On January 24, 1888, German aircraft designer an manufacturer Ernst Heinkel was born. Heinkel’s company Heinkel Flugzeugwerke produced the Heinkel He 178, the world’s first turbojet aircraft and jet plane, and the Heinkel He 176, the first rocket aircraft.
Ernst Heinkel was apprenticed as machinist at a foundry and later studied at the Technical Academy of Stuttgart. There Heinkel became enthusiastic for aviation and fascinated by Zeppelins. Around 1910, Heinkel built his first aircraft inspired by the plans of Henri Farman. However, one year later his plane crashed and Ernst Heinkel was injured severely. Still, he was employed at Luft-Verkehrs Gesellschaft and later Albatros. Ernst Heinkel designed the Albatros B-II, a reconnaissance aircraft used during the early stages of the First World War. During the war, Heinkel’s planes were used by the Austro-Hungarian army and Germany‘s Kaiserliche Marine. Starting from 1914, Heinkel was employed by Hansa-Brandenburg where he designed land- and seaplanes.
In 1922, Ernst Heinkel founded the Heinkel-Flugzeugwerke company at Warnemünde. However, due to the restrictions placed on German aircraft manufacturing by the Treaty of Versailles, Heinkel looked overseas for contracts, with some seaplane designs being licence-built in Sweden and working on catapult-launched seaplanes for the Imperial Japanese Navy. Heinkel’s relationship with Japan was believed to be especially close, since the Japanese government apparently helped Heinkel to cover up his violation of the Versailles Treaty, which banned the construction of military aircraft in Germany.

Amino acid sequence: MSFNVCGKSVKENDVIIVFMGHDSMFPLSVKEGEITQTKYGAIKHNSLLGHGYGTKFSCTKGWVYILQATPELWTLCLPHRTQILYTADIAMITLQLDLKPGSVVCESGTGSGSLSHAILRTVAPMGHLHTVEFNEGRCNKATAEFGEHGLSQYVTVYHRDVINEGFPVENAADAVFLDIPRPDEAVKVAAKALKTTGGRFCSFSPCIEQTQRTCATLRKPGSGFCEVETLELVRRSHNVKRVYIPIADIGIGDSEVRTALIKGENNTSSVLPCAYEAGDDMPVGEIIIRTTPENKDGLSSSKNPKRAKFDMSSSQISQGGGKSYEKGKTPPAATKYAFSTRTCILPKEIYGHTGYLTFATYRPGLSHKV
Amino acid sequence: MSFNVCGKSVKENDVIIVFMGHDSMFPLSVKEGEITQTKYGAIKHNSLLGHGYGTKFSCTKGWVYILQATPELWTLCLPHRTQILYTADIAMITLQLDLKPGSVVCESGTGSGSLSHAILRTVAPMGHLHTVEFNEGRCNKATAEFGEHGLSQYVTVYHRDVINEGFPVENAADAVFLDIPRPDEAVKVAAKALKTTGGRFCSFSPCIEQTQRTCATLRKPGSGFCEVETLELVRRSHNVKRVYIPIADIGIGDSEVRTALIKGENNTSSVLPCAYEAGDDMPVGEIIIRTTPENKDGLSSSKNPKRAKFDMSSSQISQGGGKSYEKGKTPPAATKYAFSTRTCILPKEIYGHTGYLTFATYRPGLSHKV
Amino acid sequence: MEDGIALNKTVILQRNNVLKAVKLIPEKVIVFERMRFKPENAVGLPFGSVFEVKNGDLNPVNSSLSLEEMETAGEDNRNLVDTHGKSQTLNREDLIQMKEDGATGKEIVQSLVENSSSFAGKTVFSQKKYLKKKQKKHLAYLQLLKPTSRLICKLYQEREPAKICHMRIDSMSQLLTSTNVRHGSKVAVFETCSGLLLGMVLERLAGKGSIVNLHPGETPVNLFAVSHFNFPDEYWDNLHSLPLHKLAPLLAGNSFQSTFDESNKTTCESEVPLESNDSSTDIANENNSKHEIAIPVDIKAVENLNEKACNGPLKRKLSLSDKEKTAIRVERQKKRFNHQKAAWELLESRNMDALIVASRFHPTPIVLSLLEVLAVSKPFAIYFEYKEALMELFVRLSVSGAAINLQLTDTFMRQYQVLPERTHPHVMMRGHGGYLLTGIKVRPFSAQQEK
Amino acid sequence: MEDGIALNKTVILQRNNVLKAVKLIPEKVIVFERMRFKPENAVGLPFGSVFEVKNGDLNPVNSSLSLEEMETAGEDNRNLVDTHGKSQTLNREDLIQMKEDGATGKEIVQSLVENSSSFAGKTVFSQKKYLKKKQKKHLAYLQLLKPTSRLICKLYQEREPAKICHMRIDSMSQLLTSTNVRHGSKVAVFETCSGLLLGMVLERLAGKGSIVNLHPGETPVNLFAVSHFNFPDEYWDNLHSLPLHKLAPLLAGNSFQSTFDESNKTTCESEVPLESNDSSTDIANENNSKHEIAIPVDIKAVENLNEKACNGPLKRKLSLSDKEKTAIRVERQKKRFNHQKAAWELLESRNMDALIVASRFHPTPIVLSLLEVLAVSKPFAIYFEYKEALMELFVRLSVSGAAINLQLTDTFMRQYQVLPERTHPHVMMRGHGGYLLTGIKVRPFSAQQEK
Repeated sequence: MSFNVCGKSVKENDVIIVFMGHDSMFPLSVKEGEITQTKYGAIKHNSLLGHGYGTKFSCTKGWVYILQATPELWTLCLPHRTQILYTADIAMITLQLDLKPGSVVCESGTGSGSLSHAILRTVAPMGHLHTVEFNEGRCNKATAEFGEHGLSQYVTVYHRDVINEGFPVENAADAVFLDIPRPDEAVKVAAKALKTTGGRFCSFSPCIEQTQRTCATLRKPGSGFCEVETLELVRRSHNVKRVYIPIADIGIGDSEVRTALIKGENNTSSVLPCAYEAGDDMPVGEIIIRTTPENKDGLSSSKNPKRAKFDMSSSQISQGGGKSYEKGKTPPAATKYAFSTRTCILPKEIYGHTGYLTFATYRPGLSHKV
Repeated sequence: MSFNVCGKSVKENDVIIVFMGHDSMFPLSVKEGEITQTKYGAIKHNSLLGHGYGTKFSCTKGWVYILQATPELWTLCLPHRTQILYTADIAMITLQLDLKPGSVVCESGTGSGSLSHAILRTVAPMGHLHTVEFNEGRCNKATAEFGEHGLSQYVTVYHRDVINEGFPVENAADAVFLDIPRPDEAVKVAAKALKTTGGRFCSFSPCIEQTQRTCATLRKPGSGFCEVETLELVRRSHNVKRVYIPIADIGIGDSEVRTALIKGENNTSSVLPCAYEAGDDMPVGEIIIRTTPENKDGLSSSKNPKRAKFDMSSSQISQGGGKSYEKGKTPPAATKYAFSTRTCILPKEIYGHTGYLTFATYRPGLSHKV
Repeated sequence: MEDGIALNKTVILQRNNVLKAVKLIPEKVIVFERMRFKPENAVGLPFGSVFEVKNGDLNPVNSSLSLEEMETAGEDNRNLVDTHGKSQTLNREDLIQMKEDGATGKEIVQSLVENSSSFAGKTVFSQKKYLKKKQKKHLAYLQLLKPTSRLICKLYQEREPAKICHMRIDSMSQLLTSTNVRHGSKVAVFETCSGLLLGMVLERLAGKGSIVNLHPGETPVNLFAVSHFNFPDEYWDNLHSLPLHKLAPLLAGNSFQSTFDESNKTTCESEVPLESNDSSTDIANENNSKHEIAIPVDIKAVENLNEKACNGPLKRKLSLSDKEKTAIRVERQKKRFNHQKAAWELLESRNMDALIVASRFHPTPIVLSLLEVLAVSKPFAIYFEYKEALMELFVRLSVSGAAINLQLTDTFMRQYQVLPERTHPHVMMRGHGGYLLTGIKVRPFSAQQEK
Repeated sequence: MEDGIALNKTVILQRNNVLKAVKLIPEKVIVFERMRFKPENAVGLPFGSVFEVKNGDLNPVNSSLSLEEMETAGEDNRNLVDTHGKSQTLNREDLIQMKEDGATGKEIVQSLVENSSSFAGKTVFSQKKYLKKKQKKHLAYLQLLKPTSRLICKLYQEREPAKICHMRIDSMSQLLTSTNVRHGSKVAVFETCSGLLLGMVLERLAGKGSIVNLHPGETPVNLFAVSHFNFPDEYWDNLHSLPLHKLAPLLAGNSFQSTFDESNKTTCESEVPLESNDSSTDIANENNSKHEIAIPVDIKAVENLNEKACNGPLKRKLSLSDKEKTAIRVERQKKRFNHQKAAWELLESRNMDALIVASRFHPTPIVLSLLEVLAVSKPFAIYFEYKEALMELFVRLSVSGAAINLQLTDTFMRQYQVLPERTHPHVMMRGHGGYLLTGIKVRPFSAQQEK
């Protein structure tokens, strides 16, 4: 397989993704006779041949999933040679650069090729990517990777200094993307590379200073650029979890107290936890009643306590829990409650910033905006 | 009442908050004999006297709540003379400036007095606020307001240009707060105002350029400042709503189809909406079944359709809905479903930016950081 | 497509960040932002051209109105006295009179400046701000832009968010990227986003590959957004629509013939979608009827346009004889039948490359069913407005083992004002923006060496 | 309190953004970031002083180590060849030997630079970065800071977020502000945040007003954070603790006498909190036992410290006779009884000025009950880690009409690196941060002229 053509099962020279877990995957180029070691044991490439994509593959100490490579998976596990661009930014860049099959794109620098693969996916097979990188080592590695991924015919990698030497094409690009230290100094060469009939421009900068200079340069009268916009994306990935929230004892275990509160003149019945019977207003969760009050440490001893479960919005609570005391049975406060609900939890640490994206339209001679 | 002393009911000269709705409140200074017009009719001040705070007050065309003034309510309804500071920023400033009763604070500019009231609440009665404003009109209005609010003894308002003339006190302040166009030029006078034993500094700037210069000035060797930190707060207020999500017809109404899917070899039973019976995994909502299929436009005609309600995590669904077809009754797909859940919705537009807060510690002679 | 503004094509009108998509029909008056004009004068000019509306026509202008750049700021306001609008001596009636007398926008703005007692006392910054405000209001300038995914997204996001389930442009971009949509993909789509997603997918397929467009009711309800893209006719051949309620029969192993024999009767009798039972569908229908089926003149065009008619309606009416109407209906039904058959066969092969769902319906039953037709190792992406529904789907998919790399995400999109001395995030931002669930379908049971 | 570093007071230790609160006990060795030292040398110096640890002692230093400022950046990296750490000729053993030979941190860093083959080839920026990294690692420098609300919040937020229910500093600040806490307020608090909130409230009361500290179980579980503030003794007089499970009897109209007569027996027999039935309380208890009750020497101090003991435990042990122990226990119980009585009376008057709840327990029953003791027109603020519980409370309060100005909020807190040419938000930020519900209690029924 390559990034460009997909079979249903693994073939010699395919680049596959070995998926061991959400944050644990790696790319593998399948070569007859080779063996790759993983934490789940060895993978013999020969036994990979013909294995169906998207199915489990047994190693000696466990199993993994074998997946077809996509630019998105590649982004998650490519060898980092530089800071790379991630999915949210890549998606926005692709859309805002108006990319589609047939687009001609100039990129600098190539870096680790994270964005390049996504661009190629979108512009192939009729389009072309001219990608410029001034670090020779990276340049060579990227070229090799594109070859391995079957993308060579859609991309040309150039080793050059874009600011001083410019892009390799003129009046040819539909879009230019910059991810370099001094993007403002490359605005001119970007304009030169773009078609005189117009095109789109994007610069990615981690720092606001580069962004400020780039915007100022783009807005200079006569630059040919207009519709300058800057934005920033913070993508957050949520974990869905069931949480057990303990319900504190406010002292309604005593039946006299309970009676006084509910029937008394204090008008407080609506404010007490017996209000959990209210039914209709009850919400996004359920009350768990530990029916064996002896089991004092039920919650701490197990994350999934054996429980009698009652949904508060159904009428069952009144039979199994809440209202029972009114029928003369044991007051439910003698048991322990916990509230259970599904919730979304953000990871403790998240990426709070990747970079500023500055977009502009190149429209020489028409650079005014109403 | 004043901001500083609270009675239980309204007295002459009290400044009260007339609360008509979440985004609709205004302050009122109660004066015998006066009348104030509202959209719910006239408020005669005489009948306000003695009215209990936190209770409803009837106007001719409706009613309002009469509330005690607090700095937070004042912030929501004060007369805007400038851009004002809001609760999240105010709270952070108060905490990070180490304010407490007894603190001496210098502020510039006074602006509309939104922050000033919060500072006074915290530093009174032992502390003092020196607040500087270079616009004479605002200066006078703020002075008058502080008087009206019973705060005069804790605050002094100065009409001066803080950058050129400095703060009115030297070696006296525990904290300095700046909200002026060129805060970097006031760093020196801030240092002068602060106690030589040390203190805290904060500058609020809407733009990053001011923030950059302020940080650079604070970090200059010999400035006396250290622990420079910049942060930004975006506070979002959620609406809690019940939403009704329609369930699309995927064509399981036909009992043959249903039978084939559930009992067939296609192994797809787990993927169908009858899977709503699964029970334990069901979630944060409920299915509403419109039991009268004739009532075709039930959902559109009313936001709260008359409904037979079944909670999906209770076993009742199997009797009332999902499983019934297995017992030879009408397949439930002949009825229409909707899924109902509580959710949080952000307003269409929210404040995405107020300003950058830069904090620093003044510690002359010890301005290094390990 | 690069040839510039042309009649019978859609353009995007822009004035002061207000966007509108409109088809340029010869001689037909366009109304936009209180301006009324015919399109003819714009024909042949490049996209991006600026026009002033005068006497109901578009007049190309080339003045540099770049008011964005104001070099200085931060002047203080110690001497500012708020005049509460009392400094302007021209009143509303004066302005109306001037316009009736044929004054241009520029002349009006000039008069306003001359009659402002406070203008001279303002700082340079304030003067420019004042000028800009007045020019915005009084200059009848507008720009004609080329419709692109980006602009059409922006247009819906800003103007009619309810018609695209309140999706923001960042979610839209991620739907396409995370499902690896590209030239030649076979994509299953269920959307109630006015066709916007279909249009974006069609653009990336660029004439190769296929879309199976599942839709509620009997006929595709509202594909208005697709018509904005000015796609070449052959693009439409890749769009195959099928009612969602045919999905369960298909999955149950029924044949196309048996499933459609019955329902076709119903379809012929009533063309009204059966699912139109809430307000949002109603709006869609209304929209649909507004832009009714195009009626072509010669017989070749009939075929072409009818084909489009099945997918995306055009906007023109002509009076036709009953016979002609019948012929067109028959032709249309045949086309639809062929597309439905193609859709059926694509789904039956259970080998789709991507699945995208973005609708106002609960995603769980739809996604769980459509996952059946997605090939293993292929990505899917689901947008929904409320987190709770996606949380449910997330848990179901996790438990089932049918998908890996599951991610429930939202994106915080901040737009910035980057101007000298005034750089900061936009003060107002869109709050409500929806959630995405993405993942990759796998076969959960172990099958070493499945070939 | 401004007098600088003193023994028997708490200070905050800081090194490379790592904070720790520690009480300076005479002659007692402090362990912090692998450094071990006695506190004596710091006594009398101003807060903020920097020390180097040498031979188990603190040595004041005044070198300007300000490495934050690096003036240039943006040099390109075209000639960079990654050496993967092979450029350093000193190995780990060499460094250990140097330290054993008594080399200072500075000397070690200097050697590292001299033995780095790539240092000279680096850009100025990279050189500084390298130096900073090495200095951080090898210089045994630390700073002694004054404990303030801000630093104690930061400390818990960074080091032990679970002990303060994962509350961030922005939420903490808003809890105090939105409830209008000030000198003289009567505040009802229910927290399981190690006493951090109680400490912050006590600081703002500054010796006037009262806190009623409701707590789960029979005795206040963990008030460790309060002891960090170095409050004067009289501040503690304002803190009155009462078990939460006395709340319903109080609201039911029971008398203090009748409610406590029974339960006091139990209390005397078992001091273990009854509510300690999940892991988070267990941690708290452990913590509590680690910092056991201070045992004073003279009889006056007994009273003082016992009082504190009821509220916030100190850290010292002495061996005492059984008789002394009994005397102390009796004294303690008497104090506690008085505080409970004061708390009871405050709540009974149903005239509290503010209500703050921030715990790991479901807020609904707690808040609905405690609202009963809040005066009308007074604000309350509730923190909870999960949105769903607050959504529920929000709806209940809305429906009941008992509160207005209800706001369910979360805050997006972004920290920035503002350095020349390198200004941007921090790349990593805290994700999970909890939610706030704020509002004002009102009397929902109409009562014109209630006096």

Heinkel’s company also became more successful after Adolf Hitler came to power. In that period, the Heinkel company built the Heinkel He 59, the Heinkel He 115 and the Heinkel He 111 and Heinkel was announced defence industry leader for his commitment to rearmment.
Since Ernst Heinkel was enthusiastic about exploring alternative forms of aircraft propulsion and donated aircraft to Wernher von Braun who was back then researching rocket propulsion for aircraft. He also sponsored the research of Hans von Ohain into turbojet engines, which led to the flight of the Heinkel He 178, the first aircraft to fly solely under turbojet power by Erich Warsitz in 1939.
Even though Heinkel is believed to have been criticizing Adolf Hitler’s regime and his politics forbidding to employ Jewish workers. However, Heinkel was a member of the Nazi Party and used forced Jewish labor starting in 1941. One year later, Ernst Heinkel’s works were nationalized, which meant that Heinkel had to sell his controlling interest in his factories to Hermann Göring. Heinkel moved to Vienna and started a new design bureau and corporate offices in Vienna’s Schwechat suburb, establishing new manufacturing facilities. One of the later projects Ernst Heinkel worked on was the Heinkel He 177A heavy bomber. After the war, Heinkel made a living with private transportation and introduced the Bubble car and the Perle moped.
At yovisto you can enjoy a video on the X-1: The First Aircraft to Break the Sound Barrier.
References and Further Reading:
- Die Geschichte der Ernst-Heinkel-Flugzeugwerke (in German)
- Ernst Heinkels neue fliegerische Welt (in German)
- Ernst Heinkel at Britannica